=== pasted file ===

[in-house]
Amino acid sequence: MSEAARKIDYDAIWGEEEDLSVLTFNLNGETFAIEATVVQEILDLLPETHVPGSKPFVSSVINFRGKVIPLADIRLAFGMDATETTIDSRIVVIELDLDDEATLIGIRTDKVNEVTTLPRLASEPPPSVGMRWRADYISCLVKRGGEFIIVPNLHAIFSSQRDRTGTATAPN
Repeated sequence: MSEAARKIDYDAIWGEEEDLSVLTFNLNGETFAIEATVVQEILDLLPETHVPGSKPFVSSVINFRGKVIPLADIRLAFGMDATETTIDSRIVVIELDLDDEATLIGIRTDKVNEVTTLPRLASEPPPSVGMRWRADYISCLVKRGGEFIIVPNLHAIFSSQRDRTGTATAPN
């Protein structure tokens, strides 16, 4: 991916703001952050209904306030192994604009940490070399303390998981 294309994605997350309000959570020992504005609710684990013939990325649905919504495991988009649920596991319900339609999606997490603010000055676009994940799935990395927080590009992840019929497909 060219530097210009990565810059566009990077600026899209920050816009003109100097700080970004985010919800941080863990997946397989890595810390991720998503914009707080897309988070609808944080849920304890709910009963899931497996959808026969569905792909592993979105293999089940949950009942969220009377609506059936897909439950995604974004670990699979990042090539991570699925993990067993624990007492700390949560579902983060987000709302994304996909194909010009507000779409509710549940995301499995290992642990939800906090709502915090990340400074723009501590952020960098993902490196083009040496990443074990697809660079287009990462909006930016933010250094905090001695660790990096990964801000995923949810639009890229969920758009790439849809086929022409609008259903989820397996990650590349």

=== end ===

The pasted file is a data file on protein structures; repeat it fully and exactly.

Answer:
[in-house]
Amino acid sequence: MSEAARKIDYDAIWGEEEDLSVLTFNLNGETFAIEATVVQEILDLLPETHVPGSKPFVSSVINFRGKVIPLADIRLAFGMDATETTIDSRIVVIELDLDDEATLIGIRTDKVNEVTTLPRLASEPPPSVGMRWRADYISCLVKRGGEFIIVPNLHAIFSSQRDRTGTATAPN
Repeated sequence: MSEAARKIDYDAIWGEEEDLSVLTFNLNGETFAIEATVVQEILDLLPETHVPGSKPFVSSVINFRGKVIPLADIRLAFGMDATETTIDSRIVVIELDLDDEATLIGIRTDKVNEVTTLPRLASEPPPSVGMRWRADYISCLVKRGGEFIIVPNLHAIFSSQRDRTGTATAPN
């Protein structure tokens, strides 16, 4: 991916703001952050209904306030192994604009940490070399303390998981 294309994605997350309000959570020992504005609710684990013939990325649905919504495991988009649920596991319900339609999606997490603010000055676009994940799935990395927080590009992840019929497909 060219530097210009990565810059566009990077600026899209920050816009003109100097700080970004985010919800941080863990997946397989890595810390991720998503914009707080897309988070609808944080849920304890709910009963899931497996959808026969569905792909592993979105293999089940949950009942969220009377609506059936897909439950995604974004670990699979990042090539991570699925993990067993624990007492700390949560579902983060987000709302994304996909194909010009507000779409509710549940995301499995290992642990939800906090709502915090990340400074723009501590952020960098993902490196083009040496990443074990697809660079287009990462909006930016933010250094905090001695660790990096990964801000995923949810639009890229969920758009790439849809086929022409609008259903989820397996990650590349």